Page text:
Clever Bitch had a nasty cold the last few days, and spent some time recuperating in front of re-runs of Sex and the City. Leaving aside the question of what a feminist is doing watching that particular show, there's a moment in the second season where Samantha, having recently trimmed her hedges, wonders aloud just what is so appealing to men about women with no hair "down there". Miranda, ever the cynic, responds acidly; "Because they want little girls."
I've never had a Brazilian, less on moral grounds than due to the triple deterrents of pain, expense, and humiliation (think getting down on all fours so that a stranger can rip hairs out of your arse-crack - then paying for the privilege). However, a girl I know (let's called her "Christine") marches into the beauty salon every fourth Tuesday and parts with forty-five dollars to have her pubic hair ripped out with hot wax. I've met Christine a few times after emerging from her ordeal - wiping her eyes, muttering in a horrified tone of the expense and wincing in recollection of the pain. Yet, Christine insists, she has the Brazilian for herself. I've never been brave enough to point out to her that she never used to wax "for herself", until she started dating Angry Restauranteur.
So, why precisely do both women and men want to wipe Tassie off the map? It's not a modern phenomenon- ancient Greek women depilated their entire bodies, including pubic hair, and various cultures have been doing the same ever since. It's as popular in high art as low-grade porn, with solicitors and strippers, with mothers and maidens. The artist John Ruskin never consummated his marriage with his first wife due to a general disgust with her body, and in particular her pubic hair. In all his years examining art, he had never seen such a thing depicted in a statue or painting and found it repulsive on his wedding-night. From these fascinations spring an entire industry to groom women's pubes into submission - but why?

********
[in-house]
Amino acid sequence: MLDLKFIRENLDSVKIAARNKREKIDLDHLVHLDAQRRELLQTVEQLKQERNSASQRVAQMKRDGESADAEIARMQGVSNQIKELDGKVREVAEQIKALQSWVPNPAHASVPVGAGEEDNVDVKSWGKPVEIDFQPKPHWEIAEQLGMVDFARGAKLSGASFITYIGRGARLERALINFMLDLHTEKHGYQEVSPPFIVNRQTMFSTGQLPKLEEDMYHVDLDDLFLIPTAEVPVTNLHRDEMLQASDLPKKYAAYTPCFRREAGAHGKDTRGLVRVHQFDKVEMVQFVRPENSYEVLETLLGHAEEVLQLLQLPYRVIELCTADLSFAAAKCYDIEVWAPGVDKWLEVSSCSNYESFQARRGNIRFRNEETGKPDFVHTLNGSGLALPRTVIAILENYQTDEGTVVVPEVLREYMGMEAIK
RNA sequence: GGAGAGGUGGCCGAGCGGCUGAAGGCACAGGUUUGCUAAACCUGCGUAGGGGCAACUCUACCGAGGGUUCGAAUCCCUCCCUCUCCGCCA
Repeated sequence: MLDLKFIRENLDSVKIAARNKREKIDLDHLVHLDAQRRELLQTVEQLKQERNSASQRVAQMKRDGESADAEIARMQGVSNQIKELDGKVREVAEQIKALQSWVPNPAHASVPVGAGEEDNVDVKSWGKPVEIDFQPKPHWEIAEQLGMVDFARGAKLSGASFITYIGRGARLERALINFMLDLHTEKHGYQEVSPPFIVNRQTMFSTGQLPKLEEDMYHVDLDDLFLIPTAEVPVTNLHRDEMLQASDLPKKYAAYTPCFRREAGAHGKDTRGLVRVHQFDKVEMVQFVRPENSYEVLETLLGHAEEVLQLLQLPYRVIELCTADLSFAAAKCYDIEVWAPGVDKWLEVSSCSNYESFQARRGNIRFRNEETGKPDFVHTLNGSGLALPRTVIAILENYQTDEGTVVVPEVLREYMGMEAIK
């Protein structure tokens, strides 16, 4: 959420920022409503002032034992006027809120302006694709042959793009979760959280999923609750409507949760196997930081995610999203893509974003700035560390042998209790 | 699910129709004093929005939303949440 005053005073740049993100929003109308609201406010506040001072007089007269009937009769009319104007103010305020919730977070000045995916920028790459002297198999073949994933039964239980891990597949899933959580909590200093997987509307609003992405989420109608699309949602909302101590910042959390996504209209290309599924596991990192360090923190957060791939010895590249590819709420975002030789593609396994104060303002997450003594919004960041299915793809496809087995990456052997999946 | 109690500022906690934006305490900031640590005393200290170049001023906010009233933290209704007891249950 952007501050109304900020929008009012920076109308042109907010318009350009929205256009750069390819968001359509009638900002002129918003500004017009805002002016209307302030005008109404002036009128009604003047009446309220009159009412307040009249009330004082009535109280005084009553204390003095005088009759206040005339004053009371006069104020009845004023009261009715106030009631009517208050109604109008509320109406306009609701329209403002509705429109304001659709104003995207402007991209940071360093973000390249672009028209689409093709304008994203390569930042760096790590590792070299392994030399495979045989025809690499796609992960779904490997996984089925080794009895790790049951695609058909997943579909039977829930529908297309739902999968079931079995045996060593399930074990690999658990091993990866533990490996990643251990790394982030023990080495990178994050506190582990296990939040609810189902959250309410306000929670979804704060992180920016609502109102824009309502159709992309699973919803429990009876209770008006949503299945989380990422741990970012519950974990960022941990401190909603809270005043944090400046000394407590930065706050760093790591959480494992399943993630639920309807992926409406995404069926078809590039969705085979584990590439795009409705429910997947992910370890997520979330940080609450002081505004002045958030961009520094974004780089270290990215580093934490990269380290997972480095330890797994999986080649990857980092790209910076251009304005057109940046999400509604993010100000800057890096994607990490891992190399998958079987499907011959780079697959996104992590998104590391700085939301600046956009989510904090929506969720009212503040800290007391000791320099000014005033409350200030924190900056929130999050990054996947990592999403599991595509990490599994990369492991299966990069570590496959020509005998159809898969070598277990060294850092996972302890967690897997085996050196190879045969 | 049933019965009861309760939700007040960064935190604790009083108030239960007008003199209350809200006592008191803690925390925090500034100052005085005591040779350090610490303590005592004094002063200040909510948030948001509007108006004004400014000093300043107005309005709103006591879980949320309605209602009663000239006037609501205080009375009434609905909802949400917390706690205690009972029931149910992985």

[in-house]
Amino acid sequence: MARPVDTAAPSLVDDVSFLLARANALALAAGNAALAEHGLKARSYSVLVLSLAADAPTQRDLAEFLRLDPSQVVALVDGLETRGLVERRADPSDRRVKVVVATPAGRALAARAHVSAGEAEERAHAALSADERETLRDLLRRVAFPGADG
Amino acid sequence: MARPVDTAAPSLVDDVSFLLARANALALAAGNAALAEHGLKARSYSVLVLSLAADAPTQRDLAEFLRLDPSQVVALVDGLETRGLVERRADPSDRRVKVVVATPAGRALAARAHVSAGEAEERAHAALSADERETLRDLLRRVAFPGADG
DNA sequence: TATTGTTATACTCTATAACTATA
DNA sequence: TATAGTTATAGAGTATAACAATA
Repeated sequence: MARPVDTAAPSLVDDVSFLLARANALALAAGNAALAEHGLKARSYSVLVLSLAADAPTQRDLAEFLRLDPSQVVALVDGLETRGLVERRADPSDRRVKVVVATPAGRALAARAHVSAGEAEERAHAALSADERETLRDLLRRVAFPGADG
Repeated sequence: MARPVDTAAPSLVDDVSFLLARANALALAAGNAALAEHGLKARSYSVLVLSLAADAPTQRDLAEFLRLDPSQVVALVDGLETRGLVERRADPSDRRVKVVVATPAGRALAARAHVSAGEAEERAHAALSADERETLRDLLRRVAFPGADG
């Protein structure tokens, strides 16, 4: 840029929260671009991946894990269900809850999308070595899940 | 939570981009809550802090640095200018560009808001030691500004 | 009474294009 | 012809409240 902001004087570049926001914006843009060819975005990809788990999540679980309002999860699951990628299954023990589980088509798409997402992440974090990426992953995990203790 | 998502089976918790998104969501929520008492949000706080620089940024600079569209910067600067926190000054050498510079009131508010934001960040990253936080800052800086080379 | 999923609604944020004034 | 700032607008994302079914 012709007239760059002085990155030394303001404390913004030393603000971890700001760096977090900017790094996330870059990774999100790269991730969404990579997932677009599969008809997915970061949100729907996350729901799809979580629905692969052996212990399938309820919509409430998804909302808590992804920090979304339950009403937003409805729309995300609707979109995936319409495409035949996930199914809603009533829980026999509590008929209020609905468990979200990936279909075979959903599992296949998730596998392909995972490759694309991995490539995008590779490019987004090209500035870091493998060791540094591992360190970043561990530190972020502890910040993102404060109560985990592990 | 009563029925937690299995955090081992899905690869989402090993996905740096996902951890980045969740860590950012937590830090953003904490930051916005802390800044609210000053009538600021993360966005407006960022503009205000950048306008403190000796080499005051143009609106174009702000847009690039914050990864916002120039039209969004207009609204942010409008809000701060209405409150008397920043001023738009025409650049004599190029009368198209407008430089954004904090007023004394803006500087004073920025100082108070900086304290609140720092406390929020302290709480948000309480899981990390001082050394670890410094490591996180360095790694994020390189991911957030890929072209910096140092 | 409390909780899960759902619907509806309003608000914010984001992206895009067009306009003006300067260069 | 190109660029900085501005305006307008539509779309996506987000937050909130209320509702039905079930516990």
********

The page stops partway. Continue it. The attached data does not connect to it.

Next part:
Desmond Morris, the author of The Naked Ape and The Naked Woman amongst others, writes that women's bodies have evolved to be more neotonous - that is, resembling their childlike forms - than men's. Women's bodies are softer and rounder, our body hair finer, sparser, and paler in colour. Because males are instinctively protective towards children, they are suckers for women who look like children. Most women and men have even played this card consciously - women love men's clothes both for the comfort and also because they point out to the man just how little we are in comparison to them - just how vulnerable and cute - the little woman drowning in the giant track-pants.
So what about pubic hair? Morris also dispels the myth that pubic hair serves a protective or hygienic function. In fact, he states that pubic hair is entirely useless to a woman - it is there solely as a "flag" to indicate sexual maturity to males, much as the man's beard indicates maturity to females.
So, here we find ourselves at an impasse - men love women who look like children, but use pubic hair as a marker that they're not in fact children and can be approached in a sexual manner. Women want to look neotonous, so they shave their legs and underarms, and wax off their maturity flag. Bringing us back to Miranda's question - is the net result of all the pain, effort and trouble anything other than to look like a little girl?
Ladies and gentlemen - what do you think about Brazilians? What are your reasons for getting one or not getting one?